C# is not actually just a nicer version of Java

This is part one in what I feel certain will be a long-running series.

Most of the time I feel like C# is a better version of Java, but some language choices strike me as utterly foreign. For example, variable scope and declaration space are not the same thing! This means that you cannot reuse a variable with the same name as another one inside the same declaration space (like a method), even if those two separate declarations are in different scopes. This stack overflow question asks if it’s just nanny-state compilerism, and the very snarky top answer acts like it’s not completely counter-intuitive that this should be an error, rather than a warning. Here’s an example of the issue, reproduced from the stack overflow question:

for (int i = 0; i < 10; i++)
{
    Foo();
}
for (int i = 0; i < 10; i++) // Works just fine!
{
    Bar();
}

-----------------------------------------

for (int i = 0; i < 10; i++)
{
    Foo();
}
i = 10 // Error: The name 'i' does not exist in the current context

-----------------------------------------

for (int i = 0; i < 10; i++)
{
    Foo();
}
int i = 10; // Error: A local variable named 'i' cannot be declared in this scope because it would give a different meaning to 'i', which is already used in a 'child' scope to denote something else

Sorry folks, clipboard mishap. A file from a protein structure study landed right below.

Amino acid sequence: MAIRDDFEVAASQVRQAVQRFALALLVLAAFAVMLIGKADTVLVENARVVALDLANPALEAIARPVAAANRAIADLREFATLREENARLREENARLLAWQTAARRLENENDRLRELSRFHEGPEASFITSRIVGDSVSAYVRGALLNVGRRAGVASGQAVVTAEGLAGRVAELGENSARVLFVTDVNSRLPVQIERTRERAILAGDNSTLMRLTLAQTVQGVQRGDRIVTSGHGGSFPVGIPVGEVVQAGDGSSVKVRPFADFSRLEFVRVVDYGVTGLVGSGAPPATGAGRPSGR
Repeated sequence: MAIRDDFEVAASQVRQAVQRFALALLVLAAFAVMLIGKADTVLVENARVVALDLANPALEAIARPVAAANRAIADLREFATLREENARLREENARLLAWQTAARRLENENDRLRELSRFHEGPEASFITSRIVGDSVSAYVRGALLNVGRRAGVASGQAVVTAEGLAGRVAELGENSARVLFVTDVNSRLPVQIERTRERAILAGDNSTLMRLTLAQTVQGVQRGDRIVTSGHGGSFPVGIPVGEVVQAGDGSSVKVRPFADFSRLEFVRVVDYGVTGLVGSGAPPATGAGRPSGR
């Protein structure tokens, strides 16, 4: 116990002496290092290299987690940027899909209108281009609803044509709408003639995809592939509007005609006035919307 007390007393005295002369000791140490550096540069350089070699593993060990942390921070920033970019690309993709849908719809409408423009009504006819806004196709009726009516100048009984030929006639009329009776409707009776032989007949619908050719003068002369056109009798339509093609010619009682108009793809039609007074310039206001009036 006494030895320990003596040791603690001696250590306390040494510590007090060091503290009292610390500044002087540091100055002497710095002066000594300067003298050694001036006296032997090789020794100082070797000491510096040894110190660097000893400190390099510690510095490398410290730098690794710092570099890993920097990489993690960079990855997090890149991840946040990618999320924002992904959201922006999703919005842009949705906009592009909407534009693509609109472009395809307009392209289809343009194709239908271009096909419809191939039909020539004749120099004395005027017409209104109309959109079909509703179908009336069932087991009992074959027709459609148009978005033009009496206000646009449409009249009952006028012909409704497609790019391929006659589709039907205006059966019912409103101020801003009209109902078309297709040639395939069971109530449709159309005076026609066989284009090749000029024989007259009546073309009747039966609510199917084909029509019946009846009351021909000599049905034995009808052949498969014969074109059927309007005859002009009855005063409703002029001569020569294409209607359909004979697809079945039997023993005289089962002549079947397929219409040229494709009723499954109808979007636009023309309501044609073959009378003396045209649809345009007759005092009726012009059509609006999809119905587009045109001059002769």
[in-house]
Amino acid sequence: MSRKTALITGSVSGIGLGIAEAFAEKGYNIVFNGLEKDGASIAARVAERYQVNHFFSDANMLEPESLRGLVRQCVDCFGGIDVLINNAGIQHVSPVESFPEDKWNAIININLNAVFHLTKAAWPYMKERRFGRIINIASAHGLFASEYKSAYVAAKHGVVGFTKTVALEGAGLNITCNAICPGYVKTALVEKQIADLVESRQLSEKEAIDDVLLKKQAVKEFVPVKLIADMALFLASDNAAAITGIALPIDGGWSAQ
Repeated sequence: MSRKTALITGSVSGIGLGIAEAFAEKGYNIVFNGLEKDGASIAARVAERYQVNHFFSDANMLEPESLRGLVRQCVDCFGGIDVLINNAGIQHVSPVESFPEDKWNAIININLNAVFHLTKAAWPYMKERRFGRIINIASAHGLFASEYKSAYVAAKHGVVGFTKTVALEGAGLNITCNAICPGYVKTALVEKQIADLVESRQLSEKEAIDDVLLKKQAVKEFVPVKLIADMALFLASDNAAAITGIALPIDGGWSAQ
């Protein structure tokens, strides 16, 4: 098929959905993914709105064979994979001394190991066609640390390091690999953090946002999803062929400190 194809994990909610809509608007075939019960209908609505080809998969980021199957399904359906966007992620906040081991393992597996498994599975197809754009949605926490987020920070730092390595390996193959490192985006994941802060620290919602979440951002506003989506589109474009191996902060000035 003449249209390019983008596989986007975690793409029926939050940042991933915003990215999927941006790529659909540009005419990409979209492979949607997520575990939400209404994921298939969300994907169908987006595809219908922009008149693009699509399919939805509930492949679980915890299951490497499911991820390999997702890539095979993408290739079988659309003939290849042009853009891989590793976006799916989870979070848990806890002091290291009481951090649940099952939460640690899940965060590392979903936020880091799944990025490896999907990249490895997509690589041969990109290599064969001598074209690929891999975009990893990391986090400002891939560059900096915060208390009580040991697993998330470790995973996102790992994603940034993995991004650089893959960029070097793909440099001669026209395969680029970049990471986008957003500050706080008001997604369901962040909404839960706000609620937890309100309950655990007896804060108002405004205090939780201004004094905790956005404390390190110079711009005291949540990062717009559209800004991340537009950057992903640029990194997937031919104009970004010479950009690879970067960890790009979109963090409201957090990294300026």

-----------------------------------------

The top code fragment runs fine in both C# and Java. The middle one is a compile error in C# and Java. The bottom code compiles and runs fine in Java, since the first i is lexically scoped to the loop block. In C# it gives you the error in the comment. Gleaned from around the web, the justification for this being a compiler error appears to go something like this:

Look at it this way. It should always be legal to move the declaration of a variable UP in the source code so long as you keep it in the same block, right? If we did it the way you suggest, then that would sometimes be legal and sometimes be illegal!

My response: so? It's an imperative language. Yes, the order of declaration of members in a class is order independent, but the order of statements in a block is the program. No one expects to be able to arbitrarily move chunks of code up and down the page without changing the behavior.

In short: this absolutely is nanny-state compilerism. If I want to reuse a name in an independent scope, let me do it! You're going to end up with a lot of vector2s otherwise.

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